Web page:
It’s that time of year again, when the leaves start to turn, and the air feels cool and brisk. For many in New England, fall is the most anticipated and favorite time of year. But for EquidDoc veterinarians and many of our equine friends, fall carries a dreaded increase in the number of colic episodes caused by impactions.
Impactions occur when a portion of the horse’s GI tract becomes blocked, unable to properly move food and manure through. Impactions can occur anywhere between the esophagus and the rectum; however, they most often occur in the pelvic flexure of the large colon. This area of the horse’s GI tract is unique in its narrowing diameter within the tract and intensely curved shape that make it vulnerable to slow-downs and halting of ingesta (feed in the digestive track; pre-manure).
Two of the most common reasons that impactions occur are 1) a decrease in water within the bowel leading to a thicker and more sluggish ingesta, and 2) large particle size of feed moving through the bowel (frequently due to poor dentition or improper chewing) leading to a clogged or impacted portion of the GI tract. Annual dentistry is important for our four-legged friends, as is the need to maintain a high level of hydration. Just as we do, horses tend to drink more water in the hot summer months to cope with the heat and meet their physiologic demands. However, as the temperature decreases with the change of seasons so too does our horses’ water consumption. Horses will often continue to eat the same amount of food, but with less water moving through their GI tract, becoming more prone to impaction colic.
There are various causes and forms of colic that are often elusive and unable to be explained. Fortunately, owners can take certain measures that can help avoid a serious slowdown in their horse’s GI tract. The following preventative steps are recommended in hopes of avoiding an impaction colic this fall and winter:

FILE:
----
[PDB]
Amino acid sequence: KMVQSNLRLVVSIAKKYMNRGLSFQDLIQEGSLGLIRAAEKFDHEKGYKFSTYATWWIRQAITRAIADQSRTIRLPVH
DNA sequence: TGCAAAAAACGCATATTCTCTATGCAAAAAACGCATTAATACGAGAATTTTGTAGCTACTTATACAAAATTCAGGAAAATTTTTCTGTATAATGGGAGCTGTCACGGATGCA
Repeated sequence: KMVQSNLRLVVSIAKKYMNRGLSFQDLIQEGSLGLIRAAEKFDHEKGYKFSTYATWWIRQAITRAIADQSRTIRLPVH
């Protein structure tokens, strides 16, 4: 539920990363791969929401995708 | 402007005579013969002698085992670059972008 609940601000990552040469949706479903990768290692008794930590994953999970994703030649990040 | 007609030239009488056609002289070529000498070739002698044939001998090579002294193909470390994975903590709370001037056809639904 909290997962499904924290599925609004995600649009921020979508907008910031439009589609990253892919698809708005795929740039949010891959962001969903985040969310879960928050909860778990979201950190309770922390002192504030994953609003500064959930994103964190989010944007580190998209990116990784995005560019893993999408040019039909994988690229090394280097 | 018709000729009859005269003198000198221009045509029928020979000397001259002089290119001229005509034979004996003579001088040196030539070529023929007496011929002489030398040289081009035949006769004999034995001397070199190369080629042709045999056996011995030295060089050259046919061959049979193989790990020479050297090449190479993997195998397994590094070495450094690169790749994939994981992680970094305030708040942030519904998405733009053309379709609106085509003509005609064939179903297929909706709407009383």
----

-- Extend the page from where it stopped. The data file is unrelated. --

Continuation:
- Schedule a routine dental appointment with your EquidDoc veterinarian to evaluate your horse’s dentition, address abnormalities, and make an appropriate feeding plan.
- Add water to any dry grain, pellets, or cubes (as much as your horse will tolerate, some enjoy warm water mashes in the winter!). Hay cubes should alwaysbe soaked, regardless of time of year or horse’s health status.
- Substitute a portion of your horse’s hay with a hay pellet or cube mash, soaked to the consistency of runny oatmeal.
- Hang several water buckets for your horse – one always with plain fresh water, and several others with added flavors such as a dash of sweet feed, Gatorade, apple juice, molasses, etc.
- If your horse is not in a regular exercise program or does not spend a good amount of time moving about in turnout, take your horse for a 5–10-minute hand-walk once or twice daily to help promote intestinal motility.
- Add a tablespoon of salt to their mash feed once or twice daily depending on how much grain they get or how often they use their salt lick.
If you have any questions or concerns regarding your horse’s health or risk for colic as we head into winter, please call 508-885-4205 to speak with an EquidDoc team member today!